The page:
Emotion's power pilots referendums

You know people are ticked off when they force city government to hold a referendum. They're really mad when they force another one six months later.

``East Cupertino should secede,'' grumbled resident John Callahan. ``Take Highway 85 as the boundary. All you parasites take the other side.''

Welcome to Cupertino civic involvement -- circa 2006.

On Tuesday night, Cupertino's City Council faces a long night and lots of emotion over rezoning commercial land to residential use. Confronted with a 5,000-signature petition gathered in a mere month, the council must decide when to put the issue on the ballot.

``I don't think people are angry, but they are frustrated with the City Council,'' said Patty Chi, a referendum drive leader. Up until recently, Chi wasn't really active in local government. Now she is among those named in a lawsuit seeking to block the referendum.

Take Two

As with many controversies in Cupertino, this one is about land use, housing, growth and schools. Unhappy residents forced a referendum over density and height restrictions last November. It was defeated.

This spring, a new group drafted two referendums to overturn council decisions allowing residential building at Vallco Fashion Park and on vacant Hewlett-Packard land.

This latest effort appears to be the result of cumulative perception and past decisions, observed Councilman Patrick Kwok, who supports listening to residents by slowing down for a little while. Over a period of months, the council has tentatively approved almost 1,000 units of housing, mainly in the Vallco area.

So when the council approved zoning changes for two projects in the space of two months, Chi took notice. So did others.

Ironically, it was the defeated referendum that helped educate her and others, Chi said. ``I paid attention this time. I felt it was too much, too fast.''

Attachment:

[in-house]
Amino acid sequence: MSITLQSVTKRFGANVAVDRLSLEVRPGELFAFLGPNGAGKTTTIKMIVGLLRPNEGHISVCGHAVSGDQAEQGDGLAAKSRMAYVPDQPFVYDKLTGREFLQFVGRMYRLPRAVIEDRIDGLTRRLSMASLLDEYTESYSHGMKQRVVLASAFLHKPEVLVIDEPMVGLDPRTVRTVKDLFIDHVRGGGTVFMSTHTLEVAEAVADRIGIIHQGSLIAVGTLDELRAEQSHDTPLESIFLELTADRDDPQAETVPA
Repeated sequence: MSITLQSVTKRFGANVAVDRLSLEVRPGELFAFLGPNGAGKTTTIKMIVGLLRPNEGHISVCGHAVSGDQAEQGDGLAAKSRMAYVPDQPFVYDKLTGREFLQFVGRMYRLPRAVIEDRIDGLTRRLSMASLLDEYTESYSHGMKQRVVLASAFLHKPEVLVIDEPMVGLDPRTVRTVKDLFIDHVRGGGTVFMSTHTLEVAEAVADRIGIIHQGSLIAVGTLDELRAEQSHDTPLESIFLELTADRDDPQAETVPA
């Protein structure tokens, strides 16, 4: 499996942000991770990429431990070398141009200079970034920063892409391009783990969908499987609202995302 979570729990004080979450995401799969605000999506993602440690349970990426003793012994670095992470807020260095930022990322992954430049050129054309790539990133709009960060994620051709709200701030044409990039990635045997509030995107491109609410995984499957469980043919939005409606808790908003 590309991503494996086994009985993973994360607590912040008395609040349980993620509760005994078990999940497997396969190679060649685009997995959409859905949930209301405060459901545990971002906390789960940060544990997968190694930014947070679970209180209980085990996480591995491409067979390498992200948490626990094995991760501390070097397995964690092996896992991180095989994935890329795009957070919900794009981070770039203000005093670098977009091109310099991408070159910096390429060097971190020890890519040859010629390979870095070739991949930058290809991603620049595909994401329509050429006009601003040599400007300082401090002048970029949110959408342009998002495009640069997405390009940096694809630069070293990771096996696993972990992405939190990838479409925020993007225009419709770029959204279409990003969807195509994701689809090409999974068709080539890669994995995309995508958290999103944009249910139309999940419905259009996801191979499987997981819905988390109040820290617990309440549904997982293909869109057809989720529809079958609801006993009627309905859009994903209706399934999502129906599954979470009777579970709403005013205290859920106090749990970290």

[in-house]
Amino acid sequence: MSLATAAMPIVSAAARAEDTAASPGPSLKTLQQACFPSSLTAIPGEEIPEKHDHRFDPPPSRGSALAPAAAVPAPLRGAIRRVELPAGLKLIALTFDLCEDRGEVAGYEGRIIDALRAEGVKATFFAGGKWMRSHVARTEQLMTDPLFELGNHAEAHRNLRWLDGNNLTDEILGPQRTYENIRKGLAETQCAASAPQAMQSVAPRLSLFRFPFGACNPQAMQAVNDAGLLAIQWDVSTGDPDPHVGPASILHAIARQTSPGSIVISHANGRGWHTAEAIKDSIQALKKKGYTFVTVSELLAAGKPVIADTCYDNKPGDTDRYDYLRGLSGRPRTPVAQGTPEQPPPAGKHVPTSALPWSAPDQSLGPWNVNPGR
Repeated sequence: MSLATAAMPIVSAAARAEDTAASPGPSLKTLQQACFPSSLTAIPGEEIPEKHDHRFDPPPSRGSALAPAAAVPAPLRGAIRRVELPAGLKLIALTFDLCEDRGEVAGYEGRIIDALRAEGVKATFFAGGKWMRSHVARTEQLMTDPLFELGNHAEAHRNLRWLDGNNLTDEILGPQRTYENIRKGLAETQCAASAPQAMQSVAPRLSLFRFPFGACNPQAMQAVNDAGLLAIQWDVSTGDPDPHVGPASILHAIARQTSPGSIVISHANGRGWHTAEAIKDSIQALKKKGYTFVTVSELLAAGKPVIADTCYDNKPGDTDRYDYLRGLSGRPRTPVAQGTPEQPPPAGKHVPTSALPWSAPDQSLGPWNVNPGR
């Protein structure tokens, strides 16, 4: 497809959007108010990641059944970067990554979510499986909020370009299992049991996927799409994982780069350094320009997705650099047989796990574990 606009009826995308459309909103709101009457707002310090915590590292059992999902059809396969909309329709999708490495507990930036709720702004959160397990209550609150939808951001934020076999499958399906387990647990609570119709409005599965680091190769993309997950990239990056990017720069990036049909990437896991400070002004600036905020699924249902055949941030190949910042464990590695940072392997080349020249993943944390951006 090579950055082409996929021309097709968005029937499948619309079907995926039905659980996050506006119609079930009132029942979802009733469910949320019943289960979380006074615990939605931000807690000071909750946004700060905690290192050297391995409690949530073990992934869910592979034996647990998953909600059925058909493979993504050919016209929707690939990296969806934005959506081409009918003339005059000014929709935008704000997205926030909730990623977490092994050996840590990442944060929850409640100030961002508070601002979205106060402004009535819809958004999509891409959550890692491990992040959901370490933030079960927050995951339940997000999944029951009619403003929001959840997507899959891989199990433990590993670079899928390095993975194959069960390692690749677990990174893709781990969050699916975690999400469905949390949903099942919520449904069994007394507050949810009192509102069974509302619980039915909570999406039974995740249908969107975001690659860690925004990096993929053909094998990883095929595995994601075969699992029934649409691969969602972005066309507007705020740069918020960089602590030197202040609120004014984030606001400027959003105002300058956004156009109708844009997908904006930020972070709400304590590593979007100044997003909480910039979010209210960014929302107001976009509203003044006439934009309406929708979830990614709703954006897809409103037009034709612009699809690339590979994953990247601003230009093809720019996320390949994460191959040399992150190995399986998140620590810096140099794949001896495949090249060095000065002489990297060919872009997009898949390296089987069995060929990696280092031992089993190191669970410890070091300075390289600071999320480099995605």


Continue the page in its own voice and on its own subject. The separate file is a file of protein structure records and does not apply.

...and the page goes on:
With 100 volunteers gathering signatures, her group qualified them for the November ballot . . . it's just not clear which November ballot. The referendums' proponents want the issue decided in the 2007 municipal election. That would effectively create an 18-month moratorium on the projects. The developer wants the matter settled sooner -- in a special election this November.

Direct Democracy 101

I could be could be wonky and analytical in discussing the ins and outs of this referendum drive and previous ones, but really, it all comes down to emotions.

``People asked me why they don't respect us?'' Chi said, after the council debated setting the referendums for 2006. The petition had asked for a 2007 vote. ``I said `I'm sorry I don't control what happens.' We tried to tell the city council, please respect the petition, but it doesn't work.''

Mayor Richard Lowenthal, who has listened to thousands of hours of residents' concerns, sometimes in people's homes, doesn't like accusations that he and other council members are ``in the pocket of the developers.'' Still, he understands.

``People are frustrated because we're not making popular decisions,'' he said. And he hasn't figured out an effective way to explain why the city is going against popular opinion.

Neither Lowenthal nor Kwok think referendums are a good way to govern. But they're necessary sometimes as a vital and democratic way for concerned citizens to more directly instruct their government.

Last week, with one council member absent, the council split. Tuesday, the full council will decide when the referendum will take place.

Will the outcome be the absolute best for Cupertino when all is said and done? There are no guarantees. But the process will be what people want. That's the power of emotion.

By L.A. Chung
Mercury News
Sat, Jun. 03, 2006